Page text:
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Fatal Injury Claims - Fatal Injury Compensation

The death of a loved one in a fatal accident is probably one of the most traumatic events any of us will ever have to deal with.

Sadly people do die in accidents and if the death arose as a result of someone else’s fault then the family of the deceased may be able to make a fatal injury compensation claim.

Making a fatal injury claim will understandably not be the first thing loved ones think of following a fatal accident, but in some cases the financial assistance that can be obtained from pursuing a claim becomes a necessity particularly if a child is left without a parent or the family are left without a partner / spouse and even more so if that person was the major breadwinner.

Fatal accidents can arise at work, as a result of road accidents, through disease or as a result of clinical negligence.

As specialist solicitors who are extremely well versed in the law relating to fatal accidents we will deal with your case sensitively and with professionalism.

As well as assisting with your compensation claim we as a firm can also provide expert advice on state benefits and statutory bereavement awards, refer you to our in- house probate department for assistance with your loved one’s estate and help you with any inquest that may be necessary by dealing with the police and coroner on your behalf.

We can also attend the inquest and put questions to the witnesses on your behalf should you wish.

However as with any legal matter there are areas in which fatal injury claims can become confusing for those who sadly have to contemplate bringing a claim. One such is who exactly qualifies as a dependant of the deceased?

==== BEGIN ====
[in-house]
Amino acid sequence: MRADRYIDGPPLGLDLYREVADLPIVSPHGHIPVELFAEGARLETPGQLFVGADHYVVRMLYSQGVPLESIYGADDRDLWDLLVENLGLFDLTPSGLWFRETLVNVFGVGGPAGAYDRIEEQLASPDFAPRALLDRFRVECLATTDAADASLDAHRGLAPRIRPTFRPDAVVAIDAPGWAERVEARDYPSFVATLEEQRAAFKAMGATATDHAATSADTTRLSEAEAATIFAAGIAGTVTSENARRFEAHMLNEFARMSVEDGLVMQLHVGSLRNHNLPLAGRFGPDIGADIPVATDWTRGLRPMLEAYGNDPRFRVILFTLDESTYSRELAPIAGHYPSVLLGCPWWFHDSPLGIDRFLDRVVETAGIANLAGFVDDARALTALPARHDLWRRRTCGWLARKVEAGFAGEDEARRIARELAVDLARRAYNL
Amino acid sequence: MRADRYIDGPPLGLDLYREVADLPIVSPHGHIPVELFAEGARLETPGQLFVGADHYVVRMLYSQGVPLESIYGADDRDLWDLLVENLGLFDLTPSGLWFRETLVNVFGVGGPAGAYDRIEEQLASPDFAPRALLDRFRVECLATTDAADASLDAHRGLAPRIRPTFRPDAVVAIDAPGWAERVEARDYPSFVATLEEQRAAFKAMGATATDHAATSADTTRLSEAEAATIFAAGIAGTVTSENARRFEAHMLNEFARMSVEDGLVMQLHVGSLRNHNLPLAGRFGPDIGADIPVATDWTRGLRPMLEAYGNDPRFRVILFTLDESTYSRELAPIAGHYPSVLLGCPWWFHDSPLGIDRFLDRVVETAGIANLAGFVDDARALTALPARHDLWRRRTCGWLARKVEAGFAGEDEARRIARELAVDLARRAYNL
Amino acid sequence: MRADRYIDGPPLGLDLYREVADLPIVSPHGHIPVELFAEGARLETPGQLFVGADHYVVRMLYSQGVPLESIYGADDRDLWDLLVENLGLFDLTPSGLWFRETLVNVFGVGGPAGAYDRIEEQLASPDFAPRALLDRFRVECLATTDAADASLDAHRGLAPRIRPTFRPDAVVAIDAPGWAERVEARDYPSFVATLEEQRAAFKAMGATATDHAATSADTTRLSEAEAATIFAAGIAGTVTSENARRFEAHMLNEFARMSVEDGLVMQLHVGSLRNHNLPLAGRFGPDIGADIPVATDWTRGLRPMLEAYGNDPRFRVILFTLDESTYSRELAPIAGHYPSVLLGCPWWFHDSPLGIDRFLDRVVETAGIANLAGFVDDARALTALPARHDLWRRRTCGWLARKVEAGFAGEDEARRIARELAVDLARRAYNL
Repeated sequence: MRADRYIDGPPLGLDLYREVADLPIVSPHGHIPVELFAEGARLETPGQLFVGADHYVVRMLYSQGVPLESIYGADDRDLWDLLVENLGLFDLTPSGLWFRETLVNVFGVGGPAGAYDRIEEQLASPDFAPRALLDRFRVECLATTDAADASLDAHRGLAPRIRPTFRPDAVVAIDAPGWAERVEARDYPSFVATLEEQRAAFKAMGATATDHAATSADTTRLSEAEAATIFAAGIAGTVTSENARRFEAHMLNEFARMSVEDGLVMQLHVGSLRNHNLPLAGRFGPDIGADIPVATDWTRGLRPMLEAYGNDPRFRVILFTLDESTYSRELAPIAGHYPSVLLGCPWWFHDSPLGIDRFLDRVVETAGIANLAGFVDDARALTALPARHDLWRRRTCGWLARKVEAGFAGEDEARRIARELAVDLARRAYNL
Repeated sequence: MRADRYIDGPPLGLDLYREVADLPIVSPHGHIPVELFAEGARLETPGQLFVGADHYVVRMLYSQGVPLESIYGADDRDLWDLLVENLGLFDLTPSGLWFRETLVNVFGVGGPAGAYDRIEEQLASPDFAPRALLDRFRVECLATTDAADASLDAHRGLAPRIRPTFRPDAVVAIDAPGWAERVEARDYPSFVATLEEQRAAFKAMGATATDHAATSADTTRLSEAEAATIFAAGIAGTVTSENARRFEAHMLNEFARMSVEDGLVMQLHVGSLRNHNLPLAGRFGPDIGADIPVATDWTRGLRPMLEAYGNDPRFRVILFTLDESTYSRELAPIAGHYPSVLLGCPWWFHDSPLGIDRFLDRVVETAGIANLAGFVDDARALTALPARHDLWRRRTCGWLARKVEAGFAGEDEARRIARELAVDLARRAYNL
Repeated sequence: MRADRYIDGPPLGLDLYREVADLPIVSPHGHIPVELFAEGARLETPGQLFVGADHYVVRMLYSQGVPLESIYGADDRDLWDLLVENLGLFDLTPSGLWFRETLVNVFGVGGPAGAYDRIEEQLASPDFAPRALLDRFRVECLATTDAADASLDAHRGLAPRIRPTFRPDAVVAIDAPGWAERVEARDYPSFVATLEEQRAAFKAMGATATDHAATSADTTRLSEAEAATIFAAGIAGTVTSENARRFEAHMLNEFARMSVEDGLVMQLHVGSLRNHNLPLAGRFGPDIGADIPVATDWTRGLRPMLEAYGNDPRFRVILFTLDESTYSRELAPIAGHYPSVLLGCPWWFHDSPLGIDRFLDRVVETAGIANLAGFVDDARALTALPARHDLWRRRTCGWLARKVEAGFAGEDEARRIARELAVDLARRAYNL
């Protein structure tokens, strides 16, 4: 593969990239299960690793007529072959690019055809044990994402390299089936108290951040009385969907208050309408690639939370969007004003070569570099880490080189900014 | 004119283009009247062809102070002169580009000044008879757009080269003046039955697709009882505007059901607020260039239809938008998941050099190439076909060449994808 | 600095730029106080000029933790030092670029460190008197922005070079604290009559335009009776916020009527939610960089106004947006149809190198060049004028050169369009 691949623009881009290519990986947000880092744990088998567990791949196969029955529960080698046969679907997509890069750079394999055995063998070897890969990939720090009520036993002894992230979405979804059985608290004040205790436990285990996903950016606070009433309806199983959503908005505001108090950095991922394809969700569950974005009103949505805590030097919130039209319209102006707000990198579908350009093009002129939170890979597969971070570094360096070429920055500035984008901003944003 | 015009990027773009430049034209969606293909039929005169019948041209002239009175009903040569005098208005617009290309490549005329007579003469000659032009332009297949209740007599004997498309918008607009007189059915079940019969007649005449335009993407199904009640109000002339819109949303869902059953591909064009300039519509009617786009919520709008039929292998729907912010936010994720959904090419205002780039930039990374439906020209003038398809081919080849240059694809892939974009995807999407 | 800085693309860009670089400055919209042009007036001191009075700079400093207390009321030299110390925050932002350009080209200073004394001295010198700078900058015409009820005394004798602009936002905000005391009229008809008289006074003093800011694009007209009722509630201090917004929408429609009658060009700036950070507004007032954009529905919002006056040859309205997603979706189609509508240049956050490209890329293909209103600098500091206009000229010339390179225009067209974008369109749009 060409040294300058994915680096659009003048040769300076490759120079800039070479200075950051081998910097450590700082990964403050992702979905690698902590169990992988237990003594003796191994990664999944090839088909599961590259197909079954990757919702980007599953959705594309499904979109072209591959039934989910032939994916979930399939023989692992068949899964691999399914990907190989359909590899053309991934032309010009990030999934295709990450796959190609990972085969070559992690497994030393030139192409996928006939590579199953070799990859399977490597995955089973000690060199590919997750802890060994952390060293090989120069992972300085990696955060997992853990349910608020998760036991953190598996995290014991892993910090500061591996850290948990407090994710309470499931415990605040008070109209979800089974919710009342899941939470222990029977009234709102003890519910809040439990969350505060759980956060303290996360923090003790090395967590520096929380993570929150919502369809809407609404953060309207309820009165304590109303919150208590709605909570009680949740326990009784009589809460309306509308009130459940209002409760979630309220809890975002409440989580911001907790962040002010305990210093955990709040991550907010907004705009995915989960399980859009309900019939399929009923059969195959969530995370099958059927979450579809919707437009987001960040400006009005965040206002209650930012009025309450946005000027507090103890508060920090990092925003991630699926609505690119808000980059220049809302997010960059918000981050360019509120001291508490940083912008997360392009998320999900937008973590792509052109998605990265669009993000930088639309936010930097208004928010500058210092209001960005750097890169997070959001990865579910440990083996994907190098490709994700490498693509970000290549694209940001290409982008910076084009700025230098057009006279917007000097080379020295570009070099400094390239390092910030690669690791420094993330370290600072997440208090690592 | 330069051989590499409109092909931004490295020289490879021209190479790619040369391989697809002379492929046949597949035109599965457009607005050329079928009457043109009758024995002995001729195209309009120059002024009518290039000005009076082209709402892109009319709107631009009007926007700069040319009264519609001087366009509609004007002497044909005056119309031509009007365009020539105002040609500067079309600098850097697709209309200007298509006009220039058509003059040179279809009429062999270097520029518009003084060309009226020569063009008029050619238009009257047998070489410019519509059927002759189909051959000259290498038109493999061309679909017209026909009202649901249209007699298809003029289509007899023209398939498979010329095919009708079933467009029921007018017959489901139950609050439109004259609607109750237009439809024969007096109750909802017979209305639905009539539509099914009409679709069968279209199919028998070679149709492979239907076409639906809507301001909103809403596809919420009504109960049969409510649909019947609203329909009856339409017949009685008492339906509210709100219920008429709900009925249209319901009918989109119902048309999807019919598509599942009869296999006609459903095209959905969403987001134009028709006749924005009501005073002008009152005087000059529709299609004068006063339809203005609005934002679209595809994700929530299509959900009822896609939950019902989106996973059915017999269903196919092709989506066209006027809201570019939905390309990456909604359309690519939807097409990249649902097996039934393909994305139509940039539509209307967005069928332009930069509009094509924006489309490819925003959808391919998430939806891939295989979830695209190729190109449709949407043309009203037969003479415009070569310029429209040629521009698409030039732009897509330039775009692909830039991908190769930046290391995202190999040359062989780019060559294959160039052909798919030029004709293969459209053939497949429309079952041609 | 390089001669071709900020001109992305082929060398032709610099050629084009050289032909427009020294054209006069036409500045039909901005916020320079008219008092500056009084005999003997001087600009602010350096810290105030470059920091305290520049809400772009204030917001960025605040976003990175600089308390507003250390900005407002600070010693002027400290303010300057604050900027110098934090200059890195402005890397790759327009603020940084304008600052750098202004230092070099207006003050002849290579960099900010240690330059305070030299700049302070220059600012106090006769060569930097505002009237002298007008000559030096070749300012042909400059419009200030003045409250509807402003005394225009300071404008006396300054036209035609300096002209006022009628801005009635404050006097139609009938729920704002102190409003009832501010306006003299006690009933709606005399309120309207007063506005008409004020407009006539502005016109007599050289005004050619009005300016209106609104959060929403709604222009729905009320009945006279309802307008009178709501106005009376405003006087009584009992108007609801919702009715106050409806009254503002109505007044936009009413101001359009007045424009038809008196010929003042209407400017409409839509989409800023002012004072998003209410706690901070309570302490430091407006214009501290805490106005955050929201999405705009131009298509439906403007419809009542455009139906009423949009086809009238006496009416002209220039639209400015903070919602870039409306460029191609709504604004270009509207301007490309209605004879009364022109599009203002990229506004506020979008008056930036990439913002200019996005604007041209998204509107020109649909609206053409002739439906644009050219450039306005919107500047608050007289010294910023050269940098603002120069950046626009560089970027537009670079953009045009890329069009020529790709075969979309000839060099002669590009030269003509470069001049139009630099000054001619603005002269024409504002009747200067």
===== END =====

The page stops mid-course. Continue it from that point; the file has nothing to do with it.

This is governed by the Fatal Accidents Act 1976 and is a ‘fixed list’ which rather sadly excludes those who common sense may say are dependants.

Who then is a Dependant?

In a nutshell:

  • A wife or husband, or former wife or husband of the deceased, the civil partner or former civil partner of the deceased
  • Any person living with the deceased in the same household immediately before the date of death AND had been living with the deceased in the same household for at least two years before that date AND was living during the whole of that period as the husband or wife or civil partner of the deceased
  • Any parent or other ascendant of the deceased
  • Any person who was treated by the deceased as his parent
  • Any child or other descendant of the deceased
  • Any person (not being a child of the deceased) who, in the case of marriage and/or civil partnership to which the deceased was at any time a party was treated by the deceased as a child of the family in relation to that marriage/civil partnership.
  • Any person who is, or is the issue of, a brother, sister, uncle, or aunt of the deceased.
  • Parent’s in law can also be dependants.

Who is not a Dependant?

  • Cohabitees living together who do not satisfy the two year rule.
  • Children who were not of the deceased but who were supported by the deceased while he or she was in a marriage- like relationship with their parent.
  • Children otherwise supported by the deceased.
  • Certain categories of distant relatives. However the law currently states that they are not.
  • It follows therefore that practical problems can often arise with those who do not meet the two year rule and with those children of cohabitees, who, no matter the length or strength of a relationship do not fall within the Fatal Accident Act definition.

    We would always advise that in any case involving a fatal accident, whether arising as a result of a road accident, disease, accident at work or through clinical negligence, that legal advice is sought, and should you choose us to help and assist, you can rest assured that we will deal with your claim with professionalism and sensitivity whilst fighting for the best interests of you and your family.

    Should you like our assistance or for further information please contact us via our online claim form, request a callback, or call our friendly specialists on 0800 085 3627.